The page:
Keratoacanthoma is a benign neoplasm composed of keratinizing squamous cells, which frequently grows rapidly and resolves spontaneously if untreated. Secondary ossification arises in association with several cutaneous tumors or inflammatory conditions; however, the presence of ossification in keratoacanthoma is uncommon. We herein report the first case of keratoacanthoma with secondary ossification.

A 47-year-old man visited our hospital, complaining of a nodule on the cheek that had been present for six months (Fig. 1a). No history of trauma or infection was referred. A physical examination showed a firm, dome-shaped nodule, 1 cm in diameter, with a horn-filled crater in its center. Histopathological examination revealed an irregular, epidermal hyperproliferation with hyperkeratosis extending into the mid-dermis, with a central, keratin-filled crater (Fig. 1b). The epidermis extended like a buttress over the bilateral sides of the crater. An inflammatory infiltrate was also seen in the dermis. A lamellar bony structure was found in the surrounding stroma (Fig. 1c).


Figure 1.  (a) Clinical appearance of the nodule on the cheek. (b) Histological view showing hyperkeratosis and epidermal hyperproliferation with central crater. Bony structure is located (arrow) (hematoxylin–eosin, original magnification ×12.5). (c) A fragment of well-developed lamellar bone is present close to the nodule of keratoacanthoma (hematoxylin–eosin, original magnification ×200)

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So far, secondary ossification is reported in association with various benign as well as malignant tumors, such as melanocytic nevi (nevus of Nanta), blue nevi, organoid nevi, acne, cutaneous mixed tumors, epidermal and dermoid cysts, trichoepithelioma, pilomatricoma, lipoma, dermatofibroma, pyogenic granuloma, basal cell carcinoma, squamous cell carcinoma, and melanoma.1–3 To the best of our knowledge, this is the first case of keratoacanthoma with secondary ossification.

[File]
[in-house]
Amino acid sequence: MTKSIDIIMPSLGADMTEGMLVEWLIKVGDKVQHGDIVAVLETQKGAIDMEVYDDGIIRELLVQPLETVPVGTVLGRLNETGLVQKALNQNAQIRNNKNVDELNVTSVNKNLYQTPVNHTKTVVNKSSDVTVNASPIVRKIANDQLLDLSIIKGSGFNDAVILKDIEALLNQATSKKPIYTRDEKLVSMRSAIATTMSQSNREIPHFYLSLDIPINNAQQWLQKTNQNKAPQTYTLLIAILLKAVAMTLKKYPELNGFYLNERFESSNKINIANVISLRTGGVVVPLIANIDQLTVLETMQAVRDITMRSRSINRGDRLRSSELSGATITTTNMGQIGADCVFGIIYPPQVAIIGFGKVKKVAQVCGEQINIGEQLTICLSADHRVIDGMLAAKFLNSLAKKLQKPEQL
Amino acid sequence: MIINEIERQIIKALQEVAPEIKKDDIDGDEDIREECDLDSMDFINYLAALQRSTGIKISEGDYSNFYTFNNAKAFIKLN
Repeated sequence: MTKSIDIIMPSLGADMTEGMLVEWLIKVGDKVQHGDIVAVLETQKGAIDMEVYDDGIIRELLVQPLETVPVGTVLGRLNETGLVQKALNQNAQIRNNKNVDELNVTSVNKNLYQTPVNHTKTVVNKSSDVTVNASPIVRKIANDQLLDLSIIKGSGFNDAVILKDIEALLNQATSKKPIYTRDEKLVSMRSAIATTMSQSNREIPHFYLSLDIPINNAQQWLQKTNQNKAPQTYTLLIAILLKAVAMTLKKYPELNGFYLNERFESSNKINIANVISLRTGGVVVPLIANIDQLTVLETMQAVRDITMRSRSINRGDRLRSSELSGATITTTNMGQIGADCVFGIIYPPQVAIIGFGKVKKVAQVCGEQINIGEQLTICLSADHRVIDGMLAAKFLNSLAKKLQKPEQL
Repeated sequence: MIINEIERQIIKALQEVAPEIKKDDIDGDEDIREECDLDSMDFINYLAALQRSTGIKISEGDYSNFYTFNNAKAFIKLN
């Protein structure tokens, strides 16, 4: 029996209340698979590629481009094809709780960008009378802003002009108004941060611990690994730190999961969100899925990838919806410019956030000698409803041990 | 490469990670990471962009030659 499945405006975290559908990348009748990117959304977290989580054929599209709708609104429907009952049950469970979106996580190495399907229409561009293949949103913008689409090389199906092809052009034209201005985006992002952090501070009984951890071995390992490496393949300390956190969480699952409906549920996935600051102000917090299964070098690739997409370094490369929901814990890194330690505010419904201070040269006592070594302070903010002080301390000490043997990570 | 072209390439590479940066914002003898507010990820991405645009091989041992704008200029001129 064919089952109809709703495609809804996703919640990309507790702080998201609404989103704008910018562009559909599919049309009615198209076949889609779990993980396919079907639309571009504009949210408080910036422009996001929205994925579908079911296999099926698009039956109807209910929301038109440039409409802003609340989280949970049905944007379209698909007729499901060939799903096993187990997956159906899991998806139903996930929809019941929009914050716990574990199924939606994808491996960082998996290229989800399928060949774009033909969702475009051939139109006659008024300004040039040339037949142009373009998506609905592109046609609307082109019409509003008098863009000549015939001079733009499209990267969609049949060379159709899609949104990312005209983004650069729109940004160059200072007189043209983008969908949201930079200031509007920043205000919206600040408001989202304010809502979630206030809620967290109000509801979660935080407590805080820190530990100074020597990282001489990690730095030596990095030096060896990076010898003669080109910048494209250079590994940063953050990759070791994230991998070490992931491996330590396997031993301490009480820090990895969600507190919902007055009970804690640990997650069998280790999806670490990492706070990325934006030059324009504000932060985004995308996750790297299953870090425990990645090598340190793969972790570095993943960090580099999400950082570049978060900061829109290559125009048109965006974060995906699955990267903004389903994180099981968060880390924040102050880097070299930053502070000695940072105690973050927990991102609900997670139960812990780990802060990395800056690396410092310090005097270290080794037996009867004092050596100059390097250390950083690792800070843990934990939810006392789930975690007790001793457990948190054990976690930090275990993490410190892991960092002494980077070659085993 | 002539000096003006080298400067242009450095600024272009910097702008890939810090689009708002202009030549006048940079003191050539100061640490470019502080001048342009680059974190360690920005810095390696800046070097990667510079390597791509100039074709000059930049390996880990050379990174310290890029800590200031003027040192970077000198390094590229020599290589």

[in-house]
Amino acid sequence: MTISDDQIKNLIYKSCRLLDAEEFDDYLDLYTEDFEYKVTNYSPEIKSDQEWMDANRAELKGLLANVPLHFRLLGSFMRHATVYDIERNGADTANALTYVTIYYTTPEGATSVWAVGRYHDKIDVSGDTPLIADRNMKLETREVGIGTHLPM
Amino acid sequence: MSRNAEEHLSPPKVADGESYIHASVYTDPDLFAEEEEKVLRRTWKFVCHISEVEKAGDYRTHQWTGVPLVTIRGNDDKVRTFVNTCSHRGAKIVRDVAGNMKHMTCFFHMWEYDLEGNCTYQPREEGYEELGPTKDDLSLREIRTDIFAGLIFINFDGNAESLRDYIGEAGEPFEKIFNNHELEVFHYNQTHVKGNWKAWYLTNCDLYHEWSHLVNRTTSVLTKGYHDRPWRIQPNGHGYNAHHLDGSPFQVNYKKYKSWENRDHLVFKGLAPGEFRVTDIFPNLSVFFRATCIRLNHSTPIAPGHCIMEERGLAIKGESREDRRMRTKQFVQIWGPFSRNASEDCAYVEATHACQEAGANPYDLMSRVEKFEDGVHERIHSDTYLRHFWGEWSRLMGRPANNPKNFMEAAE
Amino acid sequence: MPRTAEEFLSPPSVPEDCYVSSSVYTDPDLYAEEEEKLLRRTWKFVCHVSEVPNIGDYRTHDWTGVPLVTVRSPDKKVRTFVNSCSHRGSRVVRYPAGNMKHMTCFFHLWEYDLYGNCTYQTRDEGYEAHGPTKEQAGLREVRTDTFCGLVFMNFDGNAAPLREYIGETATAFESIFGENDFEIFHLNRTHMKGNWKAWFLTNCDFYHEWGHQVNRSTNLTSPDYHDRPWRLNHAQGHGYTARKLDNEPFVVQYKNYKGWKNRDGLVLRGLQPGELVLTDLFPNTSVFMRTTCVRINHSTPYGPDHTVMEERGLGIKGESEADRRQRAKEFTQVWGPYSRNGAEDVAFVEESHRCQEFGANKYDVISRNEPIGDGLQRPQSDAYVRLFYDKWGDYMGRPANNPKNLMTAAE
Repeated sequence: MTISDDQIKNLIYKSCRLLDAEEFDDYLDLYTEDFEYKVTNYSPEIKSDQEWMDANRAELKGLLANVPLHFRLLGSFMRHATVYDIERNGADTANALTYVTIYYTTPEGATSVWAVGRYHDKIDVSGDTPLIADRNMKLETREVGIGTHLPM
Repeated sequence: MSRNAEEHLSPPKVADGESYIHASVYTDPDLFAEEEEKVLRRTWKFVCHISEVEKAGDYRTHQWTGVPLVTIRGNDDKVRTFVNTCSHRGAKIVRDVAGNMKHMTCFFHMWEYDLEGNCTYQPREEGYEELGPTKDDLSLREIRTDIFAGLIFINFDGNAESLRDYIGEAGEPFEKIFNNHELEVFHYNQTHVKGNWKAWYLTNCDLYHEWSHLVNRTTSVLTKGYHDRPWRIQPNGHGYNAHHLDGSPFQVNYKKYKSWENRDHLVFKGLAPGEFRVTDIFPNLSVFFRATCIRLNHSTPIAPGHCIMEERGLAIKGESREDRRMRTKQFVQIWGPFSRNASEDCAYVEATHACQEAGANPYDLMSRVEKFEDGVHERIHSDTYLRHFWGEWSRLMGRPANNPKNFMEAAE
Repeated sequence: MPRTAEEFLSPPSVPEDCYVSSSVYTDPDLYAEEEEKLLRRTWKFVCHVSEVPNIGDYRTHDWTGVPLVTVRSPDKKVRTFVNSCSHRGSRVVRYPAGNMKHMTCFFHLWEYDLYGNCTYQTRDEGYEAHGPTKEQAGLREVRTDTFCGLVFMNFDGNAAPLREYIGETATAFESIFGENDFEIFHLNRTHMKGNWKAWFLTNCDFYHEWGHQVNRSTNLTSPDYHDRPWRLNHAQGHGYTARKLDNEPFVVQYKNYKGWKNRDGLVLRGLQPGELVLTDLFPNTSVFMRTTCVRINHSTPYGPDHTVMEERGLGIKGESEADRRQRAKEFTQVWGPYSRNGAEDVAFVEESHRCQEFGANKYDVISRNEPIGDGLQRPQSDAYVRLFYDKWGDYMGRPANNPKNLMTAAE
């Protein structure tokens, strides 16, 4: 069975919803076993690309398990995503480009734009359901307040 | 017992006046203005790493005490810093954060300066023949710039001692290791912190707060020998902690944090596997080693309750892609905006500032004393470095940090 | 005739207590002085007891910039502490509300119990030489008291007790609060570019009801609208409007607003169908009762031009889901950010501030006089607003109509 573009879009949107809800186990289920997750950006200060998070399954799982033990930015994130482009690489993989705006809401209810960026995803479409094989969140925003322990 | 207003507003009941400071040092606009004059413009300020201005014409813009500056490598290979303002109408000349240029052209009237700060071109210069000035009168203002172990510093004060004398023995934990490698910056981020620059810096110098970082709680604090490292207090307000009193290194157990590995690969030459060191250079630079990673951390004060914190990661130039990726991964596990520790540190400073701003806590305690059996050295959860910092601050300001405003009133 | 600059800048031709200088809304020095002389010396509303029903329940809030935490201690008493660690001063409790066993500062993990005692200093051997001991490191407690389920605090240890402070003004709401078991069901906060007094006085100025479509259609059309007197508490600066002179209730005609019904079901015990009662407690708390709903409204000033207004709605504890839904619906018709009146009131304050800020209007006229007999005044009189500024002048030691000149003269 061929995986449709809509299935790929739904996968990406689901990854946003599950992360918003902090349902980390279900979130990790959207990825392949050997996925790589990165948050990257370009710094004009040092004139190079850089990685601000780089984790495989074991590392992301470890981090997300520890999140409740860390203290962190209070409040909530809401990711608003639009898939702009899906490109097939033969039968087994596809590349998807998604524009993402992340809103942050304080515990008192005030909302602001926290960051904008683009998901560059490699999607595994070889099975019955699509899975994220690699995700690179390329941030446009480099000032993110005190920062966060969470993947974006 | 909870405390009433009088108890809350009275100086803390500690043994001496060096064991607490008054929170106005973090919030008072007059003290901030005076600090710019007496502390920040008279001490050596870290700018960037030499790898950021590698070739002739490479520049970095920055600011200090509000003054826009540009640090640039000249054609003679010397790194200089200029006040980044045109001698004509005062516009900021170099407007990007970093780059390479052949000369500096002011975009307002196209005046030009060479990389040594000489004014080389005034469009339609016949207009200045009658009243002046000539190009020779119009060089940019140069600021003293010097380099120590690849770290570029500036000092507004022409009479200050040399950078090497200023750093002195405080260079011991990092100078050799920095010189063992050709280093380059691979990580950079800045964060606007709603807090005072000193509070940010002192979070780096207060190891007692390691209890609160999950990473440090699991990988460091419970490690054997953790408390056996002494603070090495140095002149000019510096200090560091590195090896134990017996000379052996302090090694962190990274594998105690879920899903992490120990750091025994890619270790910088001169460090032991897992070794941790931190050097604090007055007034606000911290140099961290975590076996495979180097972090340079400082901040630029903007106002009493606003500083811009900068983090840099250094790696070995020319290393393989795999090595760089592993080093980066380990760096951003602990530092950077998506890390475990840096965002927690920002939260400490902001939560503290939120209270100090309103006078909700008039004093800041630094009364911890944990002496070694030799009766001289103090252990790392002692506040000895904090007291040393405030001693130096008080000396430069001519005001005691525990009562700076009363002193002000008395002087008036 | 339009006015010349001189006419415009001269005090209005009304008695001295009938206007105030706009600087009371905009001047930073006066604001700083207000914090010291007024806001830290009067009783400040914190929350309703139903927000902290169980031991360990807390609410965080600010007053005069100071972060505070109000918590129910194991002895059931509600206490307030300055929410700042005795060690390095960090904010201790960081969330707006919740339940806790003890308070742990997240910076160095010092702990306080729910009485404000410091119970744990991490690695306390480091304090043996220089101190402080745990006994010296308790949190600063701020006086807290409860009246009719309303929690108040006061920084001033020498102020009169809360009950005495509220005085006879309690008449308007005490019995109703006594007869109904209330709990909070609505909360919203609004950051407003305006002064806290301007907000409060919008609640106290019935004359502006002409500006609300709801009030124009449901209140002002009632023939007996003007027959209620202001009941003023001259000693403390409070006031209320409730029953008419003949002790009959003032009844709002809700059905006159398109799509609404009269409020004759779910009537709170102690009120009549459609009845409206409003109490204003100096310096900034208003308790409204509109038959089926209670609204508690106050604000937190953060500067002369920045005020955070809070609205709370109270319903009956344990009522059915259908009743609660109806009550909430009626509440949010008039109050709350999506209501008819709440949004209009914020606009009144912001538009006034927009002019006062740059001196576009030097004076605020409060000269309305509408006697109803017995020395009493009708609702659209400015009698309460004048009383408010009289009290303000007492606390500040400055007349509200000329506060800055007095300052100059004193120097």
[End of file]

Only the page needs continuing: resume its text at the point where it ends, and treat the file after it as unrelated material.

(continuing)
Osteoblasts play a central role in the bone formation. Osteoblasts secrete several inducing factors such as bone morphogenetic protein (BMP)-2, BMP-4, β-catenin, osteopontin, osteonectin, and osteocalcin,4 which exert effect on the precursor cells derived from mesenchymal cells. BMPs are members of transforming growth factor-β (TGF-β) and transform the fibroblasts, primitive mesenchymal cells, or progenitor cells in the bone marrow into osteoblasts.5 In the nevus of Nanta, which shows secondary ossification associated with dermal nevus, TGF-β and connective tissue growth factor (CTGF) expression is detected on the nevus cells, while intradermal nevus without ossification was not stained. CTGF is regulated by TGF-β in the fibroblasts and plays an important role in anchoring the independent growth of fibroblasts that is induced by TGF-β.6 CTGF plays a role in the proliferation and differentiation during ossification.7 They suggest that TGF-β and CTGF may stimulate primitive mesenchymal cells or displaced embryonic cells in the stroma to differentiate into osteocytes.

The majority of the lesions exhibiting secondary ossification occur on the face, as was found in our case. Stromal cells residual in the face or facial fibroblasts may have higher potentiality for osteocytes, but further studies will be necessary to clarify the pathogenesis of secondary ossification.


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